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Esports is defined as competitive video game playing and often played in front of spectators for a prize.
Esports can now be divided into two categories: Professional vs Scholastic.
Professional esports players are viewed similarly to traditional professional athletes and are regarded as celebrities. Esports in education goes far beyond "just playing video games", so College Esports focuses on four cornerstones: Community, Competition, Education & Careers, and Entertainment.
Although esports draws in crowds, the majority of the video game (gaming) community consists of casual video game players (gamers), so it is important to consider all stakeholders when building your program or event.
The first recorded video game competition was held at Stanford University back in 1972, but esports in education didn't gain steam until many years later. In 2013, game developer giant Blizzard Entertainment started hosting collegiate tournaments in their popular titles to boost user engagement and competition. Following suit, other game developers launched collegiate tournaments to also attract more players.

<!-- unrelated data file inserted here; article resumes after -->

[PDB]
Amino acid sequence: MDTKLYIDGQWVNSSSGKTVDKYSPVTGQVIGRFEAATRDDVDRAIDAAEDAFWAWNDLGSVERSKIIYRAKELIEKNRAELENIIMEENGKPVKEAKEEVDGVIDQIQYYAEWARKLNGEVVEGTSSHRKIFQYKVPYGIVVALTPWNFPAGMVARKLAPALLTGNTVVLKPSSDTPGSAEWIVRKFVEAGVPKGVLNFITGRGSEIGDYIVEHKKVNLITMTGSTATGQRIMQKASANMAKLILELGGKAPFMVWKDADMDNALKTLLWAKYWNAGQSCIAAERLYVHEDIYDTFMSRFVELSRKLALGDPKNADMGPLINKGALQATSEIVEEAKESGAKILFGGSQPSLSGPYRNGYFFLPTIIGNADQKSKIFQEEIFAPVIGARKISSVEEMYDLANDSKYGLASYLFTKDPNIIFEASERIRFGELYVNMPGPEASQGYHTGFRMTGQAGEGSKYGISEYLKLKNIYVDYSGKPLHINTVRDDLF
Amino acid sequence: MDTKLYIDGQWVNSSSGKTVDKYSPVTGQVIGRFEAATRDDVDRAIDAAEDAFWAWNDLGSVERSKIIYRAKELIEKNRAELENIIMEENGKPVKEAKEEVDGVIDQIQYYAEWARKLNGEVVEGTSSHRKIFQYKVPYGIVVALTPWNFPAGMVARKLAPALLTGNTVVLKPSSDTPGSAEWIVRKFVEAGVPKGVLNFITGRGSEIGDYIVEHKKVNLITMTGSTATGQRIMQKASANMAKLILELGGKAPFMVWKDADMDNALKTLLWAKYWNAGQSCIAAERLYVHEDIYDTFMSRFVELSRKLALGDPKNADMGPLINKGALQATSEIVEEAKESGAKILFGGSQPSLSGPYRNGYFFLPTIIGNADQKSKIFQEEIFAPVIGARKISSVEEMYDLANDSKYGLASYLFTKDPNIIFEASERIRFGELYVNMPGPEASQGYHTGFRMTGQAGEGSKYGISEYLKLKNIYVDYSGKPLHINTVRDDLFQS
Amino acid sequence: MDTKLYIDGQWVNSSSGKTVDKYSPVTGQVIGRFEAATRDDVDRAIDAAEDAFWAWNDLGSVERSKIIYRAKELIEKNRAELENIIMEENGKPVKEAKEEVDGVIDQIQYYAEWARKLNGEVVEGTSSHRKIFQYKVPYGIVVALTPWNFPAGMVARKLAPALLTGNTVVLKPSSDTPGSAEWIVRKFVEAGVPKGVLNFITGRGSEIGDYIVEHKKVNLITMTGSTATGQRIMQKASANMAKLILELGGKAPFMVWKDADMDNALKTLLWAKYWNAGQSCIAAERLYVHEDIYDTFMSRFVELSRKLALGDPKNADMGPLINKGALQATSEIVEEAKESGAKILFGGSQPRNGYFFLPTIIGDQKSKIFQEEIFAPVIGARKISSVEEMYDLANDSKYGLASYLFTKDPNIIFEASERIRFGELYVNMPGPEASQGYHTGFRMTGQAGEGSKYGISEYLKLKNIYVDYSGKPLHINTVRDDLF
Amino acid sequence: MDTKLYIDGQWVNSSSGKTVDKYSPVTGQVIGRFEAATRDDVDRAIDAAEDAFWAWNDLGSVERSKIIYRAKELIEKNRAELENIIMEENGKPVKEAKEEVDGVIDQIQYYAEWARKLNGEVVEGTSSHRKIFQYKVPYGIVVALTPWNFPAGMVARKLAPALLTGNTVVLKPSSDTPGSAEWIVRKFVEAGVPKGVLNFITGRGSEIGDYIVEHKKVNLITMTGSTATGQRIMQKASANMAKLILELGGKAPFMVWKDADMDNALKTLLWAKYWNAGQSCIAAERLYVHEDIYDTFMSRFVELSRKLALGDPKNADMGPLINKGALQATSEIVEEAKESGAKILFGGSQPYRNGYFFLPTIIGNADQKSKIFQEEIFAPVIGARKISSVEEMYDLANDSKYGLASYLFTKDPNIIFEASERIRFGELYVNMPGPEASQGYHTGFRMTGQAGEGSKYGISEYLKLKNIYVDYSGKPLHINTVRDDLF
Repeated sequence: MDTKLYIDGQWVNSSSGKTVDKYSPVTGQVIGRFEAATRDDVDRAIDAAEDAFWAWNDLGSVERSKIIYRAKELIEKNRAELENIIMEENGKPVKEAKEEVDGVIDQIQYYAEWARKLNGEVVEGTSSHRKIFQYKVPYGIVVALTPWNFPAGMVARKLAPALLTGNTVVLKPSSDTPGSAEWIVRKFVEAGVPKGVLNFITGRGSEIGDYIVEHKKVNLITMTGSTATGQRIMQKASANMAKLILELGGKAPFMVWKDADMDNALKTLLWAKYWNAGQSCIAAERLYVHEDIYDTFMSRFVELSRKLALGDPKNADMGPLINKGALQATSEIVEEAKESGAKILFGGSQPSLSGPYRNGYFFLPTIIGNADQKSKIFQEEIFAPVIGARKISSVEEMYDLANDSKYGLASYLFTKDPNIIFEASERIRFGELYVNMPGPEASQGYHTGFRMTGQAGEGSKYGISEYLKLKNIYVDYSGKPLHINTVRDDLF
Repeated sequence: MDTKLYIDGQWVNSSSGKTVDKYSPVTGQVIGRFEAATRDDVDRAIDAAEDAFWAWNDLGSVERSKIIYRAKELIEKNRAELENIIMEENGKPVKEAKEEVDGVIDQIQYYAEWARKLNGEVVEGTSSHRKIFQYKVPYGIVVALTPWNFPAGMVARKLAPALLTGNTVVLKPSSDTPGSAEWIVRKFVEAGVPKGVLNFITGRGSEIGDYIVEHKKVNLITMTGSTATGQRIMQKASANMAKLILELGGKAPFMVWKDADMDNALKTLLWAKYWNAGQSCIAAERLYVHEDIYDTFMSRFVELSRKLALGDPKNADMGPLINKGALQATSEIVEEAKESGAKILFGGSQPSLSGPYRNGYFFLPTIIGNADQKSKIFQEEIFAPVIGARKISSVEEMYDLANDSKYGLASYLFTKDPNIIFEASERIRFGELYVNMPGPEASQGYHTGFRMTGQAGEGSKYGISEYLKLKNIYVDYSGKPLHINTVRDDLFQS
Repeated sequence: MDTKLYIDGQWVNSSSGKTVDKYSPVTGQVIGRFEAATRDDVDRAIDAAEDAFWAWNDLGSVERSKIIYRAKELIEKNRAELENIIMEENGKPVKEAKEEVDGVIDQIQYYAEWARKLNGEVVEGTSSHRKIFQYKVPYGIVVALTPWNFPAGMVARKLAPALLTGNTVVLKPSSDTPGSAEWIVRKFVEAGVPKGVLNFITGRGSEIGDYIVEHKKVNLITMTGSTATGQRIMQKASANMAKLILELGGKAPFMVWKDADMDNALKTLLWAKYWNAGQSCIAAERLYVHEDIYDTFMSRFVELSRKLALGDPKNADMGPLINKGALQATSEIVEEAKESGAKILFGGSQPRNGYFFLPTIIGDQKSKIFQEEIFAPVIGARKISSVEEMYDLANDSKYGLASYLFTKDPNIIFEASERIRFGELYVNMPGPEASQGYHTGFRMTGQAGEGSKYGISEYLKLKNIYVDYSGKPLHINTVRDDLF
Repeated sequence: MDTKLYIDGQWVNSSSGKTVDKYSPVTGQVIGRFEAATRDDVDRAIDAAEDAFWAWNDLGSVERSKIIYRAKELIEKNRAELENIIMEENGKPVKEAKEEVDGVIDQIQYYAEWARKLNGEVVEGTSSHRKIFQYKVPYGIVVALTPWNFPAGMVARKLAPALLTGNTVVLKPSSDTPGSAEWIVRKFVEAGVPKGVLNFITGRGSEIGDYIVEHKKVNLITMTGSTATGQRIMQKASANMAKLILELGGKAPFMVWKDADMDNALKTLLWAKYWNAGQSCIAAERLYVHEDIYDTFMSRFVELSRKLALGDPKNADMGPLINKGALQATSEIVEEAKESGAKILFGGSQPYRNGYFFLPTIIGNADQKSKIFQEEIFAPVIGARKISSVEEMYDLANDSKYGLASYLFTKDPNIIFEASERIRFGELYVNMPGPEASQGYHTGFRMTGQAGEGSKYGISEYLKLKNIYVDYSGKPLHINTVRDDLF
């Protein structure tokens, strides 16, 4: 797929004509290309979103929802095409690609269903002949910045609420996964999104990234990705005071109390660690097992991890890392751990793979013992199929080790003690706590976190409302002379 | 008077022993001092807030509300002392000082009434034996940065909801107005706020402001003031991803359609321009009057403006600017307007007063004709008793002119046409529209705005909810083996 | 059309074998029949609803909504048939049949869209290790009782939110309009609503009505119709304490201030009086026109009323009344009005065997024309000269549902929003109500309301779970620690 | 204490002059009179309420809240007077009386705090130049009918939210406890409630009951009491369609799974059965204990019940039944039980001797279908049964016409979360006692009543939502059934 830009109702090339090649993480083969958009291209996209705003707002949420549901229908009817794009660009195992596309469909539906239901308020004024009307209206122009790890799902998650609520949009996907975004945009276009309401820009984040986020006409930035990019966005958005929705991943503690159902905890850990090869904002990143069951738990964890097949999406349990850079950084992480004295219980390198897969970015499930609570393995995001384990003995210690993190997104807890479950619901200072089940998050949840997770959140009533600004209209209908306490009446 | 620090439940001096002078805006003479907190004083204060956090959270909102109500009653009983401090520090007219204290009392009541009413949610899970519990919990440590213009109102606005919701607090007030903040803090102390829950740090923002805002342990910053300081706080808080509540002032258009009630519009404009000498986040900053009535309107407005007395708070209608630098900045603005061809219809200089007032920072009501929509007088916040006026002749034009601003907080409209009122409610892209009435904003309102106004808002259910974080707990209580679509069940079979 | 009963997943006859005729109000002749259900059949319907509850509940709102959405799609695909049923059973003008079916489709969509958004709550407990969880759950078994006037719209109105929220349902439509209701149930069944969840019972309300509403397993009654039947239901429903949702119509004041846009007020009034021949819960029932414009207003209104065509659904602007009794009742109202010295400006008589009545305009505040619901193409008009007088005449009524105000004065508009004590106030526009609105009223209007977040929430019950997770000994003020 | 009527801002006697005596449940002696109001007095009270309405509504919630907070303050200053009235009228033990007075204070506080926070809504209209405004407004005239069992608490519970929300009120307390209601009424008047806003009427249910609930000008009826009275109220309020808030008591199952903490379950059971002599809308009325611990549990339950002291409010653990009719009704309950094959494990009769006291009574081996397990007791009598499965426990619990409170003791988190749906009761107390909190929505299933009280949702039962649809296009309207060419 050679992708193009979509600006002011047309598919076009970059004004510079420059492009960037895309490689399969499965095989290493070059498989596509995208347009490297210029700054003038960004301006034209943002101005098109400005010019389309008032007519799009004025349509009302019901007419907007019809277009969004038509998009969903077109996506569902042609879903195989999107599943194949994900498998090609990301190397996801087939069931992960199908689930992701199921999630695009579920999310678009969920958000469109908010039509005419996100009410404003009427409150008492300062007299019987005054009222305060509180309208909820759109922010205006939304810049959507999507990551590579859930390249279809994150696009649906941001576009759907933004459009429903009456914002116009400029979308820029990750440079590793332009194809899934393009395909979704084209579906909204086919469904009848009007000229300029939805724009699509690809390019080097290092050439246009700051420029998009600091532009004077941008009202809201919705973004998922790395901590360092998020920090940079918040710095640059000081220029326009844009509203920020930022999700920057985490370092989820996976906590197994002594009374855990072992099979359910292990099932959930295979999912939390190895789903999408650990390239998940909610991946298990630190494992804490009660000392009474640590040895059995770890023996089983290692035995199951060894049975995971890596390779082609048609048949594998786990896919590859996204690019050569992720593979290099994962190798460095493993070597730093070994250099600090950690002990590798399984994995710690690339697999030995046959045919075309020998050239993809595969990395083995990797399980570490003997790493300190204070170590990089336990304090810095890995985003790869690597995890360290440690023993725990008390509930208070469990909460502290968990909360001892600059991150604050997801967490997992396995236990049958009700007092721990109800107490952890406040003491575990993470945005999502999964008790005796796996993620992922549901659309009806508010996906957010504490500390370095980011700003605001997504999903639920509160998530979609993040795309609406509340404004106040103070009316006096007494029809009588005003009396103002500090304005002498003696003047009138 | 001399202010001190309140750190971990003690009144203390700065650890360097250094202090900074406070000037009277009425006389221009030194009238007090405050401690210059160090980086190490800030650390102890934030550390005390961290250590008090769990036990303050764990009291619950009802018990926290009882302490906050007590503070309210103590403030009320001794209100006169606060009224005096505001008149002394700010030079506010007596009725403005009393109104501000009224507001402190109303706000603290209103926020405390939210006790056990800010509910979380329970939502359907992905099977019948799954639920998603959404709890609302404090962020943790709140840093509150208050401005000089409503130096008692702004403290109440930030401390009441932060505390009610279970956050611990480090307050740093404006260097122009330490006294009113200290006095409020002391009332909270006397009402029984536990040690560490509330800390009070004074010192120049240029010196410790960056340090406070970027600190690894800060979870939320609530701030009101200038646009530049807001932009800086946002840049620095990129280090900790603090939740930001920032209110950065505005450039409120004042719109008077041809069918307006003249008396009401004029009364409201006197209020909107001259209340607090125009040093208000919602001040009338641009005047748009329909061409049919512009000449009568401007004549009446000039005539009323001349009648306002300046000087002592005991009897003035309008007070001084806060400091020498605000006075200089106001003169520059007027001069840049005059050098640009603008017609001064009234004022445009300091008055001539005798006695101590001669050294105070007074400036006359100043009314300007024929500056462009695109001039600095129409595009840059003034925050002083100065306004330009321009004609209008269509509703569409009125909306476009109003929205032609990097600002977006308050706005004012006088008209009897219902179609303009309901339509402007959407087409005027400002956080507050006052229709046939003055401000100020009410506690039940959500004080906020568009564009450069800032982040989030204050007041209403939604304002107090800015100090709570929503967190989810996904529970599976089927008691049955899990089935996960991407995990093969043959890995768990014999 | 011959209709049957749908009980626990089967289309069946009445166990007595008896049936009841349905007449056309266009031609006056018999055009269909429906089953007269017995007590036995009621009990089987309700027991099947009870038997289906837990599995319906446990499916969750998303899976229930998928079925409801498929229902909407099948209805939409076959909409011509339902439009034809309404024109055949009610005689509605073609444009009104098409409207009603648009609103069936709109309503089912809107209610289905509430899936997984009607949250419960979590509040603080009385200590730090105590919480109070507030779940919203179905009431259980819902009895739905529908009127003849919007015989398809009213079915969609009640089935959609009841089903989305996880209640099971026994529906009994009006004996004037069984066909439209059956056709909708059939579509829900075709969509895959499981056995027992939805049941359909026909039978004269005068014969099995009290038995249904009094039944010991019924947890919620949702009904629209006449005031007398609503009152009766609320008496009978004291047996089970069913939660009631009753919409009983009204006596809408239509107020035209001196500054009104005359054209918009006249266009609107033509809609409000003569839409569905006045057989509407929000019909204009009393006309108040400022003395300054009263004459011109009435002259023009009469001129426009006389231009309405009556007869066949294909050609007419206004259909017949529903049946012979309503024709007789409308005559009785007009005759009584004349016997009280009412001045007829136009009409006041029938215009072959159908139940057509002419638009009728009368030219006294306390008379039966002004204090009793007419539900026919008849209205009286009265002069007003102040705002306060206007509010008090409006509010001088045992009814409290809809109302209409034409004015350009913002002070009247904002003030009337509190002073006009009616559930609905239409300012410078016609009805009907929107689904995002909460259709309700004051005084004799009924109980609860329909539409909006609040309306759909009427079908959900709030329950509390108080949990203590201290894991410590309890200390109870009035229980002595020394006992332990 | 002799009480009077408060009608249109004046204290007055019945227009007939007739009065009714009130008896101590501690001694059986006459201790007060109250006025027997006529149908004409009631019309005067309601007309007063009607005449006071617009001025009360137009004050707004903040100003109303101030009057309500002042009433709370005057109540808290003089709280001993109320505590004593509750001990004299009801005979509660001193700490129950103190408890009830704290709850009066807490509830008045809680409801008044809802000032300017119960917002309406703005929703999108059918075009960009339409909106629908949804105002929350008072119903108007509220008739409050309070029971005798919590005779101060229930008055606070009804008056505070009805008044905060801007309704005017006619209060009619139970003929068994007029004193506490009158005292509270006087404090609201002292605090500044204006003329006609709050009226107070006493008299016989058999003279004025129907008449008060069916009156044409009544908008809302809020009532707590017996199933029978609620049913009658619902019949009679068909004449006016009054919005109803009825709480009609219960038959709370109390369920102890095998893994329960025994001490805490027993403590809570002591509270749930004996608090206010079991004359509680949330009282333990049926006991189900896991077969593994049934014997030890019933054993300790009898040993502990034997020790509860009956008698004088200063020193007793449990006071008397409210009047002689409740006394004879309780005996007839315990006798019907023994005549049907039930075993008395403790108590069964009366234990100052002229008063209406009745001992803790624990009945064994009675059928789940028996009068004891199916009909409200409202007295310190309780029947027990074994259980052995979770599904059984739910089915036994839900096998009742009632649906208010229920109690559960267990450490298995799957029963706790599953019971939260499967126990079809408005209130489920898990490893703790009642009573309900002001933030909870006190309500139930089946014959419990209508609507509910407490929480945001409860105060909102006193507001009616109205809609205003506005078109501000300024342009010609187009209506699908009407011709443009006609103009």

In 2014, Robert Morris University became the first school to introduce a varsity esports program and in 2016 University of California, Irvine became the first public university to adopt a varsity esports program and build an esports arena.
Today, students receive scholarships and compete in high school leagues and collegiate athletic conferences, educators are integrating esports and video games into their curriculum, and community leaders are developing career pathways.
The average age of esports and video game enthusiasts is between 18 and 34 years old, with the second largest demographic being under 18 years old. Schools are adopting esports to meet students where they are. In doing so, schools and universities are seeing an increase in enrollment and student engagement.
Some schools and universities offer esports as a way to reduce the technology gap and support career-building opportunities, while others offer scholarships to attract top players to gain a competitive advantage.
Esports and video game career paths extend beyond the Computer Science degree. Similar to the entertainment and traditional sports industries, a few of the more popular career paths in esports and video games are listed in the downloadable graphic below.
There are so many additional opportunities, so we invite you to contact us today to see how your current programming can align with existing esports and video game careers.
There are so many ways you can support student success!
1) Join College Esports and connect with other great folks in this space.
2) Host a College Esports workshop or event.
3) Donate to the student success fund.
4) Connect us with other organizations and leaders who want to support our cause!
Discovering career paths in the esports and video game industries.
The 4 cornerstones of esports in education support sustainable business models.